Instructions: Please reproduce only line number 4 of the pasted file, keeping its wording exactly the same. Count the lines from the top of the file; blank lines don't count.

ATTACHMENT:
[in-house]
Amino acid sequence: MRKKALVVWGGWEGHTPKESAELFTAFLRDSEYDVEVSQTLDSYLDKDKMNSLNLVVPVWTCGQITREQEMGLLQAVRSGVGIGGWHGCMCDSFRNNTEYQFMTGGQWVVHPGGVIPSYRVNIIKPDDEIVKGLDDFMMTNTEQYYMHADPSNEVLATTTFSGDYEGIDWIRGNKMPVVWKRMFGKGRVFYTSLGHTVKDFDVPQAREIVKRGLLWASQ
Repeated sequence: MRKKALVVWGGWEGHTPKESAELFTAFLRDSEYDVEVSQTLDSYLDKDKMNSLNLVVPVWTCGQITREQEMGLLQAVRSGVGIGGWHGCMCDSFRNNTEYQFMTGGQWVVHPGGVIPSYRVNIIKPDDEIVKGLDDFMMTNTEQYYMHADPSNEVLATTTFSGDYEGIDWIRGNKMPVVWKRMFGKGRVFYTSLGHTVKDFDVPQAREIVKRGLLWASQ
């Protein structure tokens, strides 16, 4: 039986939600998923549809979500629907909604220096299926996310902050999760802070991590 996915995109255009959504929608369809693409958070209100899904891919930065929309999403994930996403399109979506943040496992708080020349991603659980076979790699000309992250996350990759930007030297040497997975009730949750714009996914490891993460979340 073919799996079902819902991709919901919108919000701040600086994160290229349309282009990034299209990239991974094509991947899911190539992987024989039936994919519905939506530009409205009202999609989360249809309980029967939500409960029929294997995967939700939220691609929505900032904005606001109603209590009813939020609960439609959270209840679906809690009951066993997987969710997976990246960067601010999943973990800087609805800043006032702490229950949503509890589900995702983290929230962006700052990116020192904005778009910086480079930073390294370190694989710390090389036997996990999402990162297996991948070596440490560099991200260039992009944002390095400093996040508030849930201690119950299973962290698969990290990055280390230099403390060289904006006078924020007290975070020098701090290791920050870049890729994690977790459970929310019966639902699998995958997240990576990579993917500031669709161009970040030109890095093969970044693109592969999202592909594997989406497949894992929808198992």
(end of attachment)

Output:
């Protein structure tokens, strides 16, 4: 039986939600998923549809979500629907909604220096299926996310902050999760802070991590 996915995109255009959504929608369809693409958070209100899904891919930065929309999403994930996403399109979506943040496992708080020349991603659980076979790699000309992250996350990759930007030297040497997975009730949750714009996914490891993460979340 073919799996079902819902991709919901919108919000701040600086994160290229349309282009990034299209990239991974094509991947899911190539992987024989039936994919519905939506530009409205009202999609989360249809309980029967939500409960029929294997995967939700939220691609929505900032904005606001109603209590009813939020609960439609959270209840679906809690009951066993997987969710997976990246960067601010999943973990800087609805800043006032702490229950949503509890589900995702983290929230962006700052990116020192904005778009910086480079930073390294370190694989710390090389036997996990999402990162297996991948070596440490560099991200260039992009944002390095400093996040508030849930201690119950299973962290698969990290990055280390230099403390060289904006006078924020007290975070020098701090290791920050870049890729994690977790459970929310019966639902699998995958997240990576990579993917500031669709161009970040030109890095093969970044693109592969999202592909594997989406497949894992929808198992």